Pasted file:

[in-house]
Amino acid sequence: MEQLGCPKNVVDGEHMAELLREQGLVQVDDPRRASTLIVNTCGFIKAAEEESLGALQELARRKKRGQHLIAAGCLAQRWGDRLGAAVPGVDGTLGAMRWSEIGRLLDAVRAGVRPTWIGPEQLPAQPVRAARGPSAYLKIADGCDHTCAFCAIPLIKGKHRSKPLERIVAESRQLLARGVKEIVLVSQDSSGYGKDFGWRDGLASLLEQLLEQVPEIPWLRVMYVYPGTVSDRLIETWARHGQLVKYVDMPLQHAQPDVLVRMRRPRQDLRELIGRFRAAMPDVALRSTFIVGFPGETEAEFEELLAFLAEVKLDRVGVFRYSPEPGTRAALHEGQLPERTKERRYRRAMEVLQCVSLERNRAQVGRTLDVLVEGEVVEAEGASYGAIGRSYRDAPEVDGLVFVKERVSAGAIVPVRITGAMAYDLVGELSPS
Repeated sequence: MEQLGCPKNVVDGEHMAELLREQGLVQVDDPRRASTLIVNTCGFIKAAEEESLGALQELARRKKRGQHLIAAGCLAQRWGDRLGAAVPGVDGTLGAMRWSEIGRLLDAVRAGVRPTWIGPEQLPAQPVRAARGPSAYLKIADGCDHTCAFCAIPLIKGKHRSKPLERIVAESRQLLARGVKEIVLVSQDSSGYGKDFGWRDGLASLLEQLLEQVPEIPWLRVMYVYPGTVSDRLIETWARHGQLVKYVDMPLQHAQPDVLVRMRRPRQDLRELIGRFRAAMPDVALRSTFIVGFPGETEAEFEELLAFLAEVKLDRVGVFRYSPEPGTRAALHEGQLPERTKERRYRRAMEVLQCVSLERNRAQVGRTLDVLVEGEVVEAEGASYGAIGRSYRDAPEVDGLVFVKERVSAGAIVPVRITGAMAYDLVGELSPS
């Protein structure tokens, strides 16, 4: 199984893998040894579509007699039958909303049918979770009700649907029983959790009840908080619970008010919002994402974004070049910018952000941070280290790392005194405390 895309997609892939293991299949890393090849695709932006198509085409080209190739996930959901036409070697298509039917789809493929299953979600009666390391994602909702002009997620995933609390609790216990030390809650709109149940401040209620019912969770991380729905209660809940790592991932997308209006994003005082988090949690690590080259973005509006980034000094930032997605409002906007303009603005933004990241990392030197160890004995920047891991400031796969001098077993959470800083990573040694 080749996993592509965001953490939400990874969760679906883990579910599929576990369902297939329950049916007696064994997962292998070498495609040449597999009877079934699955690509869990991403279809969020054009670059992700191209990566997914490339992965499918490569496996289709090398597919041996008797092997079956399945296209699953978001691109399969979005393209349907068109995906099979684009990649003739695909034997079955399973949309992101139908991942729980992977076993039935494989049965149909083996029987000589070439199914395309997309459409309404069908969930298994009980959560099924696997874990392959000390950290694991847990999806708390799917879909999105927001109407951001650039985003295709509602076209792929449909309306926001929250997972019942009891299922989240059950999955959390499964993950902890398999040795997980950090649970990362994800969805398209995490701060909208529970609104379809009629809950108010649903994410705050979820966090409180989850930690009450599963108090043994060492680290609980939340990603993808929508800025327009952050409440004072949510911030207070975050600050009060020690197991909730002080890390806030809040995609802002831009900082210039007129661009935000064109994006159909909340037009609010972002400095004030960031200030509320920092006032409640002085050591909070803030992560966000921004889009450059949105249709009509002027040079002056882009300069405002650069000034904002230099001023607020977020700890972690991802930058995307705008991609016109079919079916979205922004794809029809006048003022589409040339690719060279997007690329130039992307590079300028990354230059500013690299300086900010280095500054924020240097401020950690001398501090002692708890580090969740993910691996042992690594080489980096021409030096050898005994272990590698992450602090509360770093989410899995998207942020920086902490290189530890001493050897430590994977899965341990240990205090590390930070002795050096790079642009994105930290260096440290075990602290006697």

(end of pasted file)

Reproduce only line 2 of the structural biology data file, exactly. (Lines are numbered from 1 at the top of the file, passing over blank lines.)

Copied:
Amino acid sequence: MEQLGCPKNVVDGEHMAELLREQGLVQVDDPRRASTLIVNTCGFIKAAEEESLGALQELARRKKRGQHLIAAGCLAQRWGDRLGAAVPGVDGTLGAMRWSEIGRLLDAVRAGVRPTWIGPEQLPAQPVRAARGPSAYLKIADGCDHTCAFCAIPLIKGKHRSKPLERIVAESRQLLARGVKEIVLVSQDSSGYGKDFGWRDGLASLLEQLLEQVPEIPWLRVMYVYPGTVSDRLIETWARHGQLVKYVDMPLQHAQPDVLVRMRRPRQDLRELIGRFRAAMPDVALRSTFIVGFPGETEAEFEELLAFLAEVKLDRVGVFRYSPEPGTRAALHEGQLPERTKERRYRRAMEVLQCVSLERNRAQVGRTLDVLVEGEVVEAEGASYGAIGRSYRDAPEVDGLVFVKERVSAGAIVPVRITGAMAYDLVGELSPS